New flight students need to know the basics. Old hands do, too. So whether you’re new to the flying game or an experienced pro, we need to learn, review, and expand on our knowledge base on a regular basis.

So let’s start with the basics, the four forces of flight. They are, in no particular order…

Lift, Weight, Thrust, and Drag. 
The lift part seems obvious. You need to have lift to fly. But how much lift do you need? Well, you need exactly as much, or slightly more than the total weight of the aircraft and everything in it.

Hot tip number 1: Lift opposes weight, and vice versa. If you have 1,000 lbs of lift and apply it to an airplane that weighs 2,000 lbs…well it’s not to hard to see that this particular flight isn’t going anywhere.

Hot tip number 2: Thrust opposes drag, and vice versa. When an airplane is sitting idle on the ground, it has no thrust and no drag. But when you fire up that engine (whether it’s a turbine or a piston engine driving a propeller) the thrust rises to its maximum, and the airplane starts to move. It will continue to accelerate until eventually the drag (which is the force opposing the thrust) equals the total thrust, and the airplane speed stops climbing.

Hot tip number 3: You will occasionally hear the term, “steady state, unaccelerated flight.” That can throw you when you’re just getting started. But what it translates to is, your airplane is flying but it isn’t speeding up or slowing down. You’re not climbing or descending. You’re just plugging along in level flight (which is another way of saying, you’re maintaining your altitude) at a steady airspeed. When you’re in steady state unaccelerated flight, the lift exactly equals the weight of the aircraft, and the thrust exactly matches the drag being produced.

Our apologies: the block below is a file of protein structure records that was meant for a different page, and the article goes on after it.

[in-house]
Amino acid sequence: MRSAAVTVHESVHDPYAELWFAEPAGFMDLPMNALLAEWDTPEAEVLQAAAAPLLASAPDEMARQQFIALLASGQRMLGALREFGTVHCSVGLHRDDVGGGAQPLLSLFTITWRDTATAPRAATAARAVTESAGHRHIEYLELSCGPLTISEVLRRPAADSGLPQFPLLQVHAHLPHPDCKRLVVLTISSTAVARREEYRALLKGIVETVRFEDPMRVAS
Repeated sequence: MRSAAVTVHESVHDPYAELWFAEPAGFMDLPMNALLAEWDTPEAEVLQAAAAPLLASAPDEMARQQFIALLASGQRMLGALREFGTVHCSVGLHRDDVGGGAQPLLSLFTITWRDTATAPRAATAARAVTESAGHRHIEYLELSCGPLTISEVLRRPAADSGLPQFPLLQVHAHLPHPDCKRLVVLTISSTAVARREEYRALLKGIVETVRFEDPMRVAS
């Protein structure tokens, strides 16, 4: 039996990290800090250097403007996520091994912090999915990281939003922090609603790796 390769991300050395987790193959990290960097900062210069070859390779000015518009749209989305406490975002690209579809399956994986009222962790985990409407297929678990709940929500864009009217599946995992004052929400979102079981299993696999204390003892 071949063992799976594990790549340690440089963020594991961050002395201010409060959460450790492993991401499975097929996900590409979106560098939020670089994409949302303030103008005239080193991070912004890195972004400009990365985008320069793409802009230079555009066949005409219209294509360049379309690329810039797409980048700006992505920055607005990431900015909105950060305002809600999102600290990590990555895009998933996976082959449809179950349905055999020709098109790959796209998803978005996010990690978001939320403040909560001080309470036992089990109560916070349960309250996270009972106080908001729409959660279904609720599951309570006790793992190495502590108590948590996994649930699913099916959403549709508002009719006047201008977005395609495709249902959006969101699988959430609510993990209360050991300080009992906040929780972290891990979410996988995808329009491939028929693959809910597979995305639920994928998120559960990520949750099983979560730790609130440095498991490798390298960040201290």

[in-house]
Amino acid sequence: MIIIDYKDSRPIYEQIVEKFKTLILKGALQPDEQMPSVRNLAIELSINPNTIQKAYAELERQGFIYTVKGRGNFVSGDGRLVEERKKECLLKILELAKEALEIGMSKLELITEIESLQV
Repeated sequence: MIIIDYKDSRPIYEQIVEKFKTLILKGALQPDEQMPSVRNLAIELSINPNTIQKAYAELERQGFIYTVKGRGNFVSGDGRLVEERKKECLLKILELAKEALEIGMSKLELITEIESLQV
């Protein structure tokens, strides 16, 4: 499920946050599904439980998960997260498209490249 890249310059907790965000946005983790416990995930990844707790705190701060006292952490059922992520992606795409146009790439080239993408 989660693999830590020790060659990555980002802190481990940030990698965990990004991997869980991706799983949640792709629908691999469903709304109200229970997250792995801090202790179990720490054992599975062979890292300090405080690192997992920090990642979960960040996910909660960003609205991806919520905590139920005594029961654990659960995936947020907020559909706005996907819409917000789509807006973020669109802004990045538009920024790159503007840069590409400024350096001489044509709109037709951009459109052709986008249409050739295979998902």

Remember, lift acts straight up, weight acts straight down, thrust acts in a forward direction, and drag tries to pull the airplane straight backward. The diagram would look like four arrows, pointing 90 degrees apart from each other. As a matter of fact, it looks exactly like the image included with this post, which the FAA was kind enough to include in Chapter 4 of the Pilot’s Handbook of Aeronautical Knowledge.

So now you know about the four forces of flight. And you thought learning to fly was going to be difficult!


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